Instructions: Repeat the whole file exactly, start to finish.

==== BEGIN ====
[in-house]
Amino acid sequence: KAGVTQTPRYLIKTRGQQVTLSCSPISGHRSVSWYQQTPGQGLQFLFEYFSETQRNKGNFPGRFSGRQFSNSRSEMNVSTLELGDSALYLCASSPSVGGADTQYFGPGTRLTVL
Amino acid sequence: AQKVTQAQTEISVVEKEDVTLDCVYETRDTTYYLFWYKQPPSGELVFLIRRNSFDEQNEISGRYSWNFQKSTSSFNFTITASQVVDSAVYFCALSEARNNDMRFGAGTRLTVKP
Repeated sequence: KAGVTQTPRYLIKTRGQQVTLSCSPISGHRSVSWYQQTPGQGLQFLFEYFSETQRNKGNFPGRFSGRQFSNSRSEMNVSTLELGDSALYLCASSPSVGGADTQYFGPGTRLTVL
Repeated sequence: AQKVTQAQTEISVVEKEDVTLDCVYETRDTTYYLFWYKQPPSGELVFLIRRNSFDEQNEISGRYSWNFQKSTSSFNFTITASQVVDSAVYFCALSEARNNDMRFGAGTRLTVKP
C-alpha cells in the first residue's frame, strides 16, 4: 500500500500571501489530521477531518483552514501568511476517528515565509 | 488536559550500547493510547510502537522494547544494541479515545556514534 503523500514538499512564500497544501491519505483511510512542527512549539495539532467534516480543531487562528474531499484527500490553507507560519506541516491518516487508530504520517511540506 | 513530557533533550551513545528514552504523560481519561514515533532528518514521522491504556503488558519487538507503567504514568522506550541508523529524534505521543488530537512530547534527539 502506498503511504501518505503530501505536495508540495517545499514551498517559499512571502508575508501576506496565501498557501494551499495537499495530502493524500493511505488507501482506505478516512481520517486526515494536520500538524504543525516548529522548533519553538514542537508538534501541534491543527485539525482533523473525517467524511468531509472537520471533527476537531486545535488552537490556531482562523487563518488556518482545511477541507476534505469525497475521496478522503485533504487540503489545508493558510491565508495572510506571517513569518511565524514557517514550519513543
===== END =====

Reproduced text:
[in-house]
Amino acid sequence: KAGVTQTPRYLIKTRGQQVTLSCSPISGHRSVSWYQQTPGQGLQFLFEYFSETQRNKGNFPGRFSGRQFSNSRSEMNVSTLELGDSALYLCASSPSVGGADTQYFGPGTRLTVL
Amino acid sequence: AQKVTQAQTEISVVEKEDVTLDCVYETRDTTYYLFWYKQPPSGELVFLIRRNSFDEQNEISGRYSWNFQKSTSSFNFTITASQVVDSAVYFCALSEARNNDMRFGAGTRLTVKP
Repeated sequence: KAGVTQTPRYLIKTRGQQVTLSCSPISGHRSVSWYQQTPGQGLQFLFEYFSETQRNKGNFPGRFSGRQFSNSRSEMNVSTLELGDSALYLCASSPSVGGADTQYFGPGTRLTVL
Repeated sequence: AQKVTQAQTEISVVEKEDVTLDCVYETRDTTYYLFWYKQPPSGELVFLIRRNSFDEQNEISGRYSWNFQKSTSSFNFTITASQVVDSAVYFCALSEARNNDMRFGAGTRLTVKP
C-alpha cells in the first residue's frame, strides 16, 4: 500500500500571501489530521477531518483552514501568511476517528515565509 | 488536559550500547493510547510502537522494547544494541479515545556514534 503523500514538499512564500497544501491519505483511510512542527512549539495539532467534516480543531487562528474531499484527500490553507507560519506541516491518516487508530504520517511540506 | 513530557533533550551513545528514552504523560481519561514515533532528518514521522491504556503488558519487538507503567504514568522506550541508523529524534505521543488530537512530547534527539 502506498503511504501518505503530501505536495508540495517545499514551498517559499512571502508575508501576506496565501498557501494551499495537499495530502493524500493511505488507501482506505478516512481520517486526515494536520500538524504543525516548529522548533519553538514542537508538534501541534491543527485539525482533523473525517467524511468531509472537520471533527476537531486545535488552537490556531482562523487563518488556518482545511477541507476534505469525497475521496478522503485533504487540503489545508493558510491565508495572510506571517513569518511565524514557517514550519513543